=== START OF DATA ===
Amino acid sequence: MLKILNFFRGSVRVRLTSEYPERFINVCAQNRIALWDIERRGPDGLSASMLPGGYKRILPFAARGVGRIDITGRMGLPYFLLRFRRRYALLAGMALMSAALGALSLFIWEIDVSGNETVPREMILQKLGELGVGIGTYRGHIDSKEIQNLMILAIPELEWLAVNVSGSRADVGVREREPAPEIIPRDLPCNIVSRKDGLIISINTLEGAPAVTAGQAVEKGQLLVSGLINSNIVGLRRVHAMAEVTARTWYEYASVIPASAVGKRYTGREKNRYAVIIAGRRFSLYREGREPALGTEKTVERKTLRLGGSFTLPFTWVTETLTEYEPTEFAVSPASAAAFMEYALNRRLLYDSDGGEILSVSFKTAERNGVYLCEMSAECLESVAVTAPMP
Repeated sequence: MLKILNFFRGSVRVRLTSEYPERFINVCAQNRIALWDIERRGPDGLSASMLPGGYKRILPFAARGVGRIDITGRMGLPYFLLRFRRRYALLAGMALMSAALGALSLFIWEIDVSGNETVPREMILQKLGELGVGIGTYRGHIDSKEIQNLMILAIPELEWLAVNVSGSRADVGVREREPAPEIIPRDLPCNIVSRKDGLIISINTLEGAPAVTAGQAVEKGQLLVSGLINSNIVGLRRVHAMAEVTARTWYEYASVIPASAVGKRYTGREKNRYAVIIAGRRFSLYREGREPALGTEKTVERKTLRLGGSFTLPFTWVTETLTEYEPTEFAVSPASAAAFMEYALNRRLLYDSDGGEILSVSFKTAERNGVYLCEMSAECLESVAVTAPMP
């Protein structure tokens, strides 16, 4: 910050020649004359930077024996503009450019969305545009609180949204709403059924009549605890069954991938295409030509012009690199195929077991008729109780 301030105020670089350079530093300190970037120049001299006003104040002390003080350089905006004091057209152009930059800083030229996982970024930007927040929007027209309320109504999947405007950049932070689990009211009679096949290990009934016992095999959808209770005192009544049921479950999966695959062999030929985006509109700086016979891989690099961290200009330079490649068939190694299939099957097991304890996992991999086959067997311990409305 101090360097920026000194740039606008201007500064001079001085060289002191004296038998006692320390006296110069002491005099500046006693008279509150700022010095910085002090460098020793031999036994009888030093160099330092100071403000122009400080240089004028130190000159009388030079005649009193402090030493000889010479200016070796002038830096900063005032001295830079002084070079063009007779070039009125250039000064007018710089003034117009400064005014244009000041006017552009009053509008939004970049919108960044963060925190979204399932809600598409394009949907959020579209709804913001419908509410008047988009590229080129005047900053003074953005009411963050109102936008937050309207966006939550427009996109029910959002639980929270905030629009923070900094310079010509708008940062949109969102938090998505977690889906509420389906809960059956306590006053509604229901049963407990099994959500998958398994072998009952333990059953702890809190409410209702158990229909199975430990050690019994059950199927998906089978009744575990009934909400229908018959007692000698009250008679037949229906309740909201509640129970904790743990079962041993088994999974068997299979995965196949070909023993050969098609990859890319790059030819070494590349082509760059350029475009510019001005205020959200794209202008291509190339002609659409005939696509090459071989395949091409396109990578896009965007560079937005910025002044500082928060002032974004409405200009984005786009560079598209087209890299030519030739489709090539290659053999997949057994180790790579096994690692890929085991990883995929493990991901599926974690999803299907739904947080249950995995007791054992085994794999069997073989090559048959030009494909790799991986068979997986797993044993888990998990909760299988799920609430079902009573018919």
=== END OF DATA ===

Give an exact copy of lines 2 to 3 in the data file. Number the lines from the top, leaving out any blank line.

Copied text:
Repeated sequence: MLKILNFFRGSVRVRLTSEYPERFINVCAQNRIALWDIERRGPDGLSASMLPGGYKRILPFAARGVGRIDITGRMGLPYFLLRFRRRYALLAGMALMSAALGALSLFIWEIDVSGNETVPREMILQKLGELGVGIGTYRGHIDSKEIQNLMILAIPELEWLAVNVSGSRADVGVREREPAPEIIPRDLPCNIVSRKDGLIISINTLEGAPAVTAGQAVEKGQLLVSGLINSNIVGLRRVHAMAEVTARTWYEYASVIPASAVGKRYTGREKNRYAVIIAGRRFSLYREGREPALGTEKTVERKTLRLGGSFTLPFTWVTETLTEYEPTEFAVSPASAAAFMEYALNRRLLYDSDGGEILSVSFKTAERNGVYLCEMSAECLESVAVTAPMP
């Protein structure tokens, strides 16, 4: 910050020649004359930077024996503009450019969305545009609180949204709403059924009549605890069954991938295409030509012009690199195929077991008729109780 301030105020670089350079530093300190970037120049001299006003104040002390003080350089905006004091057209152009930059800083030229996982970024930007927040929007027209309320109504999947405007950049932070689990009211009679096949290990009934016992095999959808209770005192009544049921479950999966695959062999030929985006509109700086016979891989690099961290200009330079490649068939190694299939099957097991304890996992991999086959067997311990409305 101090360097920026000194740039606008201007500064001079001085060289002191004296038998006692320390006296110069002491005099500046006693008279509150700022010095910085002090460098020793031999036994009888030093160099330092100071403000122009400080240089004028130190000159009388030079005649009193402090030493000889010479200016070796002038830096900063005032001295830079002084070079063009007779070039009125250039000064007018710089003034117009400064005014244009000041006017552009009053509008939004970049919108960044963060925190979204399932809600598409394009949907959020579209709804913001419908509410008047988009590229080129005047900053003074953005009411963050109102936008937050309207966006939550427009996109029910959002639980929270905030629009923070900094310079010509708008940062949109969102938090998505977690889906509420389906809960059956306590006053509604229901049963407990099994959500998958398994072998009952333990059953702890809190409410209702158990229909199975430990050690019994059950199927998906089978009744575990009934909400229908018959007692000698009250008679037949229906309740909201509640129970904790743990079962041993088994999974068997299979995965196949070909023993050969098609990859890319790059030819070494590349082509760059350029475009510019001005205020959200794209202008291509190339002609659409005939696509090459071989395949091409396109990578896009965007560079937005910025002044500082928060002032974004409405200009984005786009560079598209087209890299030519030739489709090539290659053999997949057994180790790579096994690692890929085991990883995929493990991901599926974690999803299907739904947080249950995995007791054992085994794999069997073989090559048959030009494909790799991986068979997986797993044993888990998990909760299988799920609430079902009573018919």